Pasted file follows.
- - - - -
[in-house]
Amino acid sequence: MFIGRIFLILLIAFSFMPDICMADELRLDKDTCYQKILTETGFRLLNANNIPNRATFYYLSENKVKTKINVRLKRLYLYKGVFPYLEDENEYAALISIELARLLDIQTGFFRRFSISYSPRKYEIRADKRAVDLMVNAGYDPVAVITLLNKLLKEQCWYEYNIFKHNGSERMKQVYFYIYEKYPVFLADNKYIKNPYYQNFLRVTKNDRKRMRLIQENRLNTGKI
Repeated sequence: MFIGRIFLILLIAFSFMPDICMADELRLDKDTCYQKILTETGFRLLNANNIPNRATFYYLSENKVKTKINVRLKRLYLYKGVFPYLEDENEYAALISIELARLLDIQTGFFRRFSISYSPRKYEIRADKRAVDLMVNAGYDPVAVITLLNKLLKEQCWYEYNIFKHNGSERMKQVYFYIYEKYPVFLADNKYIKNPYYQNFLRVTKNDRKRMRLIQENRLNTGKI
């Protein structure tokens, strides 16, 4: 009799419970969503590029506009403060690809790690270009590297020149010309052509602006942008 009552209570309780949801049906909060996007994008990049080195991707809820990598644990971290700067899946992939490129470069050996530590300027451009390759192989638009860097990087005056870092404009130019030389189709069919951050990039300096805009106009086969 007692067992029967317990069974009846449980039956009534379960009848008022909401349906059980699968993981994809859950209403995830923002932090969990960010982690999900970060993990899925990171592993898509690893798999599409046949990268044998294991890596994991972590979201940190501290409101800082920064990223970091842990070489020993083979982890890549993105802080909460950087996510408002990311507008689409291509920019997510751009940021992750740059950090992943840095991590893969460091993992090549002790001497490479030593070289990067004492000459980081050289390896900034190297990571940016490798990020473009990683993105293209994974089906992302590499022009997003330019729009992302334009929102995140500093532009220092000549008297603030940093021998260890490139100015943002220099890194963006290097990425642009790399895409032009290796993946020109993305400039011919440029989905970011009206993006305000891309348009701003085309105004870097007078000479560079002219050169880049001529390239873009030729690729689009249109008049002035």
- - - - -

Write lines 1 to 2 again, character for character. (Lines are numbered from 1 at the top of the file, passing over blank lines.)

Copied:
[in-house]
Amino acid sequence: MFIGRIFLILLIAFSFMPDICMADELRLDKDTCYQKILTETGFRLLNANNIPNRATFYYLSENKVKTKINVRLKRLYLYKGVFPYLEDENEYAALISIELARLLDIQTGFFRRFSISYSPRKYEIRADKRAVDLMVNAGYDPVAVITLLNKLLKEQCWYEYNIFKHNGSERMKQVYFYIYEKYPVFLADNKYIKNPYYQNFLRVTKNDRKRMRLIQENRLNTGKI